MELD score was an excellent predictor of 3-month mortality in our patient population, as indicated by the c-statistic of .894, which was similar or even higher than that observed in the studies that validated the usefulness of this score in the United States.1, 25 No patient with a MELD score of <10 died. In addition, mortality on the waiting list was only 1.4% in the 70 patients with MELD scores of 10–14. Risk of death progressively increased with higher scores, from 4.7% (MELD 15-19) to 71% (MELD ≥30). These data reinforce the idea of establishing minimal listing criteria based on MELD score. Despite the high efficacy of MELD to predict waitlist mortality in our study, incorporation of serum sodium into the formula significantly increased the c-statistic, to 0.908 (Table 3). This was due to the ability of hyponatremia, but not MELD score alone, to identify a subgroup of high-risk patients who died during the study period. Mortality of patients with hyponatremia was higher across all MELD scores, as described in Figures 2 and 3. As an example, mortality within the MELD 25–29 category was 25% for patients without hyponatremia and 66% for those with hyponatremia.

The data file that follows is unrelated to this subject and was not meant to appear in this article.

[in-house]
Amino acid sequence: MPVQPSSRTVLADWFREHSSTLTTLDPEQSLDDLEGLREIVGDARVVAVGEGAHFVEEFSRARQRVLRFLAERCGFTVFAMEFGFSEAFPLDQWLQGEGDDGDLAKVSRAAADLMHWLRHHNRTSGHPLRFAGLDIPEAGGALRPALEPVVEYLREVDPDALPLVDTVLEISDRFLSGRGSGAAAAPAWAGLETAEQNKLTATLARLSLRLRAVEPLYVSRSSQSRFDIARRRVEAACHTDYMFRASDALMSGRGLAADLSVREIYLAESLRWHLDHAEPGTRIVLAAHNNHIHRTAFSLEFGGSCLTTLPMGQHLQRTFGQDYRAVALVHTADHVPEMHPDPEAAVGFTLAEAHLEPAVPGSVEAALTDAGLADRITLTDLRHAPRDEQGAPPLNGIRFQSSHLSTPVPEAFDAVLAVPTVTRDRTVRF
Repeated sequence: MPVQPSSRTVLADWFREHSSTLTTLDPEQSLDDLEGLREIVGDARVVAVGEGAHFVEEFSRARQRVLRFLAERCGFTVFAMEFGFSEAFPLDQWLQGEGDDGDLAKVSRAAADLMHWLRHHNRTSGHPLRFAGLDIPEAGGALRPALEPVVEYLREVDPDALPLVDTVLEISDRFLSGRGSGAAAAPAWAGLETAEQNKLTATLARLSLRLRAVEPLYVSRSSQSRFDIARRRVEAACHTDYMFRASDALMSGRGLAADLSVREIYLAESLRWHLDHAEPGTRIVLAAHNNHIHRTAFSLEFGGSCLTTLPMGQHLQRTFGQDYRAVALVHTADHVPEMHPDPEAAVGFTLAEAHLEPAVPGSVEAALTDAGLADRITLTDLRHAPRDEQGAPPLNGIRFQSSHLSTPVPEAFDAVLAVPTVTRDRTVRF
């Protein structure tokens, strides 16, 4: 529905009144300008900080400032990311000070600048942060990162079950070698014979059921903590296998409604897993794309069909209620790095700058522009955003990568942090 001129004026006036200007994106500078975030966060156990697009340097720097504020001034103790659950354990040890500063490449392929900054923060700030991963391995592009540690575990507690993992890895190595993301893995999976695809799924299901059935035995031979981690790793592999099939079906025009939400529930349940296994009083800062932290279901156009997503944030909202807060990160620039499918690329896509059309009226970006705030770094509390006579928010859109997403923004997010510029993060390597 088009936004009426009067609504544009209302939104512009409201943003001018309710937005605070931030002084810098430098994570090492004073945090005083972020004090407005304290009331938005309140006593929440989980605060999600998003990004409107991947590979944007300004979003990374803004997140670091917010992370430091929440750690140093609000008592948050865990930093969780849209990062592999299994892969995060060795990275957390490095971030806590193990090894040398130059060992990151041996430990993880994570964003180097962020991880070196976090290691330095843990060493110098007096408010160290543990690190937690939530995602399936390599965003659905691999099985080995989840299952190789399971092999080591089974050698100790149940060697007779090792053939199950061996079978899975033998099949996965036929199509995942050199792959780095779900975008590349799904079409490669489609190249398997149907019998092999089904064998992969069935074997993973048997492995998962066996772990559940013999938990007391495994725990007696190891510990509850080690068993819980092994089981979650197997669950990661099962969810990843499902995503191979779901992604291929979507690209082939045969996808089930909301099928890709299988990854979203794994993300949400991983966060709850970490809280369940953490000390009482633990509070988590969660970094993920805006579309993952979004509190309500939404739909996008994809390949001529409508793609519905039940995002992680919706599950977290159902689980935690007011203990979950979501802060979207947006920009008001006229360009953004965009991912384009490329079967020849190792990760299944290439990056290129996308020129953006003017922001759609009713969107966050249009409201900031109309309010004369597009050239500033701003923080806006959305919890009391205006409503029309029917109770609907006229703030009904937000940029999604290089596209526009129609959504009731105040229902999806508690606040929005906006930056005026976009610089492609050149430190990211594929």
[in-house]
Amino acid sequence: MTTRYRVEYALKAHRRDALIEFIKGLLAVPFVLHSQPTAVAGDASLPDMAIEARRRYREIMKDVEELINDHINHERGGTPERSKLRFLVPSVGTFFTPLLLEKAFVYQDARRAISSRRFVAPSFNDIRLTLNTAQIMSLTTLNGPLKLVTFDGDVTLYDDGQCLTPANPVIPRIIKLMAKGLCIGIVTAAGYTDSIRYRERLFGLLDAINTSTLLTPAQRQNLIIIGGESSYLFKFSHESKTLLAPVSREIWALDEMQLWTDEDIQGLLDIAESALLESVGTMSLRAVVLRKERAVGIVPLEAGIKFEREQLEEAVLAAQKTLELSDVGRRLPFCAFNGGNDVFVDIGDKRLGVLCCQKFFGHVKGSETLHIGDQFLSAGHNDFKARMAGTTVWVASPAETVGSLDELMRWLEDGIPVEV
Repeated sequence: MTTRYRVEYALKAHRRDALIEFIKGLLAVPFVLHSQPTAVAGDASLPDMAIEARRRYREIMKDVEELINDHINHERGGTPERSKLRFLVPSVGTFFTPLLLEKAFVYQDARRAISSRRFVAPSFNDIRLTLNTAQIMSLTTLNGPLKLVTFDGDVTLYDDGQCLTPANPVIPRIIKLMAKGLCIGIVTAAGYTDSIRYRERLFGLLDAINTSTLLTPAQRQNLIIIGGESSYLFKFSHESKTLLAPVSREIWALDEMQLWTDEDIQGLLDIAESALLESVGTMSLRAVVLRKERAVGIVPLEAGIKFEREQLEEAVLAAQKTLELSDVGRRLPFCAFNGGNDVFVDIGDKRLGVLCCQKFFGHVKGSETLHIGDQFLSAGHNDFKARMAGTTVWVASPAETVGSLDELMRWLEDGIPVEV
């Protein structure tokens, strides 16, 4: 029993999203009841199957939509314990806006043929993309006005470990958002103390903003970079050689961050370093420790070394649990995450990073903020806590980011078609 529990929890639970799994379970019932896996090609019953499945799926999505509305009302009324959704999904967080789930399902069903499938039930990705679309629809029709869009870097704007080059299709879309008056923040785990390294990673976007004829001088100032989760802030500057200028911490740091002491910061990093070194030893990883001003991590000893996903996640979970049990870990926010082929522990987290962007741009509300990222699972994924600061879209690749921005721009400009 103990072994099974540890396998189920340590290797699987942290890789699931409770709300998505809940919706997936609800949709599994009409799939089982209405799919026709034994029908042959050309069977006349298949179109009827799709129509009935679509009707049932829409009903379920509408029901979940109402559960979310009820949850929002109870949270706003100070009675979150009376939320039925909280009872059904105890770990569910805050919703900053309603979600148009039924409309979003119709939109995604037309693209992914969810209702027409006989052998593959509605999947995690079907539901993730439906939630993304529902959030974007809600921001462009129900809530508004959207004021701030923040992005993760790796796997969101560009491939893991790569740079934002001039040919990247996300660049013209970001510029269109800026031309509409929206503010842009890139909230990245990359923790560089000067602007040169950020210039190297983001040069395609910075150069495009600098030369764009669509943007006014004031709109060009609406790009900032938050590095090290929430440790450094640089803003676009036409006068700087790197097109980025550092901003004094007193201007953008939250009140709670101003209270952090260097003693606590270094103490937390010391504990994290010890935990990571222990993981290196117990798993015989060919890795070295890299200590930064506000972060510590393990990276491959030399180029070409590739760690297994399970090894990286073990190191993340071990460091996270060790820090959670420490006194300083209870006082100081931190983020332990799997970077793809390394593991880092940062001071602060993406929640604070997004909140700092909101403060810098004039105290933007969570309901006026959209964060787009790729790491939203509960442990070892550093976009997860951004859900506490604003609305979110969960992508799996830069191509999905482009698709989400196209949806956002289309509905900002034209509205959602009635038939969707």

Similarly to bilirubin, INR, and creatinine, serum sodium is an objective, quantitative, and reproducible laboratory test, and therefore attractive to be incorporated into a mathematical formula such as the MELD score. It may be argued that serum sodium concentration may decrease with fluid overload and use of diuretics, and for these reasons it should be relatively easy to manipulate. However, the same drawbacks are true for serum creatinine.
In conclusion, this study shows that hyponatremia is an excellent predictor of outcome in patients with advanced cirrhosis and significantly increases the efficacy of MELD to predict waitlist mortality. The potential benefits of incorporating serum sodium into the MELD formula should be confirmed in other independent and larger series.